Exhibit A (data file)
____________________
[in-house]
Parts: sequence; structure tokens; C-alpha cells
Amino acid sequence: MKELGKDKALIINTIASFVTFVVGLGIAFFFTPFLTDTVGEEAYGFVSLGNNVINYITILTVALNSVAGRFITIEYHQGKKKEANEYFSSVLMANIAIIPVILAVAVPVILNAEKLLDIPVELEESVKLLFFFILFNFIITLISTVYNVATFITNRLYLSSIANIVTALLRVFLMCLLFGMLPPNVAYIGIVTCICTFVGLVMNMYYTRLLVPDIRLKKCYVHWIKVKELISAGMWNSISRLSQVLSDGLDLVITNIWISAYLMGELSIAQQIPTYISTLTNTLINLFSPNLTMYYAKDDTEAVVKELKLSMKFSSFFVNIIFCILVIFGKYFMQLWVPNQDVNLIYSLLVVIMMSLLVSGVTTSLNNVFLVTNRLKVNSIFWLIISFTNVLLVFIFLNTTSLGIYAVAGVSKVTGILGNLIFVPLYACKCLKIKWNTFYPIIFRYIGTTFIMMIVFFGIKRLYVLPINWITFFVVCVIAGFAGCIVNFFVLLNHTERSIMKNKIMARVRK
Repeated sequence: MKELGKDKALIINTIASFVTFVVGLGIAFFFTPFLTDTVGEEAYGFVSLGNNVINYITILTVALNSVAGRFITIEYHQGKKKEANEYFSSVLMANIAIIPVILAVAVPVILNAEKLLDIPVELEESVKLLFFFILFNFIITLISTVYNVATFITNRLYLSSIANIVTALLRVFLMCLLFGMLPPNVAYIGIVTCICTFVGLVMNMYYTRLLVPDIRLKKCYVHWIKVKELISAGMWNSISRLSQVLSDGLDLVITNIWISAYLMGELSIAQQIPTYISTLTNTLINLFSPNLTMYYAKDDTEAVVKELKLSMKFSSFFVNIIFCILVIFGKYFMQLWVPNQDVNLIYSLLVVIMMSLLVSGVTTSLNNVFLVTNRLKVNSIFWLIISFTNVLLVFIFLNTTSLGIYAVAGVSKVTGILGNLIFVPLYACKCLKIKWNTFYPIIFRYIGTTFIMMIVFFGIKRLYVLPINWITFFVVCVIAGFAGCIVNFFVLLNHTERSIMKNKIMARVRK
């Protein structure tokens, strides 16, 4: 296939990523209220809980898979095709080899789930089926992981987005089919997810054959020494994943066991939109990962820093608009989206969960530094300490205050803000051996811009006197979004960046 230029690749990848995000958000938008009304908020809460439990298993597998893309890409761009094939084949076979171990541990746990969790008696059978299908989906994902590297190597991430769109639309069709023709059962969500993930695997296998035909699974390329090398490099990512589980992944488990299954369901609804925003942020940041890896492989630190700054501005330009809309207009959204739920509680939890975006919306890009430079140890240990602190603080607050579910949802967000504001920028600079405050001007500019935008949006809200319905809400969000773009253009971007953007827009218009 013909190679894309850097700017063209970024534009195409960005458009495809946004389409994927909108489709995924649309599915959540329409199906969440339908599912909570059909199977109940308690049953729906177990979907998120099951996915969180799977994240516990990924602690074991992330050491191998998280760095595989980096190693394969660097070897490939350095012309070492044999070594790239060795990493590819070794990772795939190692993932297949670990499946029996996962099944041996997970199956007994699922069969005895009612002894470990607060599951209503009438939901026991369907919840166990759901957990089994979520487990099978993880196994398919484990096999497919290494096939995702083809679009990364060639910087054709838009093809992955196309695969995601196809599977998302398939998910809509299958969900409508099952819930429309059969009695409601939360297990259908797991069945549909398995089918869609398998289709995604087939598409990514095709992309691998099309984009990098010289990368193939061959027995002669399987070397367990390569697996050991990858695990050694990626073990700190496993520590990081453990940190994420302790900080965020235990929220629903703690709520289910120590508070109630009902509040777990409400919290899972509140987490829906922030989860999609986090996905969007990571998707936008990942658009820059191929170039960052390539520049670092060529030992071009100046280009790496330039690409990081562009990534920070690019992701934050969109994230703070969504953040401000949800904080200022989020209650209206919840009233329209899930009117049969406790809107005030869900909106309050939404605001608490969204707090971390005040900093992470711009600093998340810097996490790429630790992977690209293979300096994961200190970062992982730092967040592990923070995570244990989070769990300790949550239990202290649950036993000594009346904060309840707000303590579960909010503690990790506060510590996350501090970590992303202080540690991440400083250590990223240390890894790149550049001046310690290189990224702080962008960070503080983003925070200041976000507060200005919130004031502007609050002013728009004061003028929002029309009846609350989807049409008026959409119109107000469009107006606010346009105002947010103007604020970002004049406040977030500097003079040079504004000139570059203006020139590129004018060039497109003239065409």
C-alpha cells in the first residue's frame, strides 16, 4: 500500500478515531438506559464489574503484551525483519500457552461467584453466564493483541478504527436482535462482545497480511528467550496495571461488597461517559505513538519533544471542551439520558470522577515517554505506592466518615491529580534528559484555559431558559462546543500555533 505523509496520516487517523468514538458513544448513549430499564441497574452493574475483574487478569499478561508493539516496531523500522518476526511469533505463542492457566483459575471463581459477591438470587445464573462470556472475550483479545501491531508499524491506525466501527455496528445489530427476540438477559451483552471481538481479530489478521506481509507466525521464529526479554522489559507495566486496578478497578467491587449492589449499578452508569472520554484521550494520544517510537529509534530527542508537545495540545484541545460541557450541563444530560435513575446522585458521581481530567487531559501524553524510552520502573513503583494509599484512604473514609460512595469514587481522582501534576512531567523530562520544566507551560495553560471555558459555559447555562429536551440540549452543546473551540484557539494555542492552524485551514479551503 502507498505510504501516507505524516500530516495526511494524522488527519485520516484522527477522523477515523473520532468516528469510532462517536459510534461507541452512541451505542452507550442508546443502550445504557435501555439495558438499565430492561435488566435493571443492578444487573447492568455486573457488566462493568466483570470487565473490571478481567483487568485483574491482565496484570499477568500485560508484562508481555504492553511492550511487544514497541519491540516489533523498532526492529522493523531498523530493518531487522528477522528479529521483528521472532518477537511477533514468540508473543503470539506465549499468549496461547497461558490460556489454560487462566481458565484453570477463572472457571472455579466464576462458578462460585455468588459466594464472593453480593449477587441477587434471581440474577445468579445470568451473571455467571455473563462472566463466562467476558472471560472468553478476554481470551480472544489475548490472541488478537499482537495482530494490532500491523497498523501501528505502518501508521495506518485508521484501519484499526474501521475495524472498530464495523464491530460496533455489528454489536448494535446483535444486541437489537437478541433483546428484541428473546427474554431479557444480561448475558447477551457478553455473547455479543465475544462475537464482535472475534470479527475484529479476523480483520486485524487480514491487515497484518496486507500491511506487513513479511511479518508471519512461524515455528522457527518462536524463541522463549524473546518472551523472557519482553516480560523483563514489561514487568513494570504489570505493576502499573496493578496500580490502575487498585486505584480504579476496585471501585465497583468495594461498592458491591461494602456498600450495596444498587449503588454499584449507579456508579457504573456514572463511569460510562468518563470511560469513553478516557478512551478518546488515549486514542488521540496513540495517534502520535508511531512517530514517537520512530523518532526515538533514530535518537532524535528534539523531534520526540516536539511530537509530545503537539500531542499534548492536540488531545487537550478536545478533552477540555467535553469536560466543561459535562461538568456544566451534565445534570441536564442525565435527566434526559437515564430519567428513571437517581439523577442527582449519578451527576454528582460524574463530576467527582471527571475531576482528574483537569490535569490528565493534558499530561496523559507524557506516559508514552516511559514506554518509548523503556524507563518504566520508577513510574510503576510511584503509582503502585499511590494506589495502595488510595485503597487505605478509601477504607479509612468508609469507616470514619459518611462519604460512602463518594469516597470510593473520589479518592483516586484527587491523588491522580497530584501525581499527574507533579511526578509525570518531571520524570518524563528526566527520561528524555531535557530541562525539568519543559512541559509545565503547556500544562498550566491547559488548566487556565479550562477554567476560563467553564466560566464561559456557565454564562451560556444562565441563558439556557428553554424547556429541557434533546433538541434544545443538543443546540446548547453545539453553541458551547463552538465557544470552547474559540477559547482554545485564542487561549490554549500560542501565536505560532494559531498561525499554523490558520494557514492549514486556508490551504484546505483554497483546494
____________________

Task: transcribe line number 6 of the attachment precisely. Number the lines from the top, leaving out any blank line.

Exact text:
C-alpha cells in the first residue's frame, strides 16, 4: 500500500478515531438506559464489574503484551525483519500457552461467584453466564493483541478504527436482535462482545497480511528467550496495571461488597461517559505513538519533544471542551439520558470522577515517554505506592466518615491529580534528559484555559431558559462546543500555533 505523509496520516487517523468514538458513544448513549430499564441497574452493574475483574487478569499478561508493539516496531523500522518476526511469533505463542492457566483459575471463581459477591438470587445464573462470556472475550483479545501491531508499524491506525466501527455496528445489530427476540438477559451483552471481538481479530489478521506481509507466525521464529526479554522489559507495566486496578478497578467491587449492589449499578452508569472520554484521550494520544517510537529509534530527542508537545495540545484541545460541557450541563444530560435513575446522585458521581481530567487531559501524553524510552520502573513503583494509599484512604473514609460512595469514587481522582501534576512531567523530562520544566507551560495553560471555558459555559447555562429536551440540549452543546473551540484557539494555542492552524485551514479551503 502507498505510504501516507505524516500530516495526511494524522488527519485520516484522527477522523477515523473520532468516528469510532462517536459510534461507541452512541451505542452507550442508546443502550445504557435501555439495558438499565430492561435488566435493571443492578444487573447492568455486573457488566462493568466483570470487565473490571478481567483487568485483574491482565496484570499477568500485560508484562508481555504492553511492550511487544514497541519491540516489533523498532526492529522493523531498523530493518531487522528477522528479529521483528521472532518477537511477533514468540508473543503470539506465549499468549496461547497461558490460556489454560487462566481458565484453570477463572472457571472455579466464576462458578462460585455468588459466594464472593453480593449477587441477587434471581440474577445468579445470568451473571455467571455473563462472566463466562467476558472471560472468553478476554481470551480472544489475548490472541488478537499482537495482530494490532500491523497498523501501528505502518501508521495506518485508521484501519484499526474501521475495524472498530464495523464491530460496533455489528454489536448494535446483535444486541437489537437478541433483546428484541428473546427474554431479557444480561448475558447477551457478553455473547455479543465475544462475537464482535472475534470479527475484529479476523480483520486485524487480514491487515497484518496486507500491511506487513513479511511479518508471519512461524515455528522457527518462536524463541522463549524473546518472551523472557519482553516480560523483563514489561514487568513494570504489570505493576502499573496493578496500580490502575487498585486505584480504579476496585471501585465497583468495594461498592458491591461494602456498600450495596444498587449503588454499584449507579456508579457504573456514572463511569460510562468518563470511560469513553478516557478512551478518546488515549486514542488521540496513540495517534502520535508511531512517530514517537520512530523518532526515538533514530535518537532524535528534539523531534520526540516536539511530537509530545503537539500531542499534548492536540488531545487537550478536545478533552477540555467535553469536560466543561459535562461538568456544566451534565445534570441536564442525565435527566434526559437515564430519567428513571437517581439523577442527582449519578451527576454528582460524574463530576467527582471527571475531576482528574483537569490535569490528565493534558499530561496523559507524557506516559508514552516511559514506554518509548523503556524507563518504566520508577513510574510503576510511584503509582503502585499511590494506589495502595488510595485503597487505605478509601477504607479509612468508609469507616470514619459518611462519604460512602463518594469516597470510593473520589479518592483516586484527587491523588491522580497530584501525581499527574507533579511526578509525570518531571520524570518524563528526566527520561528524555531535557530541562525539568519543559512541559509545565503547556500544562498550566491547559488548566487556565479550562477554567476560563467553564466560566464561559456557565454564562451560556444562565441563558439556557428553554424547556429541557434533546433538541434544545443538543443546540446548547453545539453553541458551547463552538465557544470552547474559540477559547482554545485564542487561549490554549500560542501565536505560532494559531498561525499554523490558520494557514492549514486556508490551504484546505483554497483546494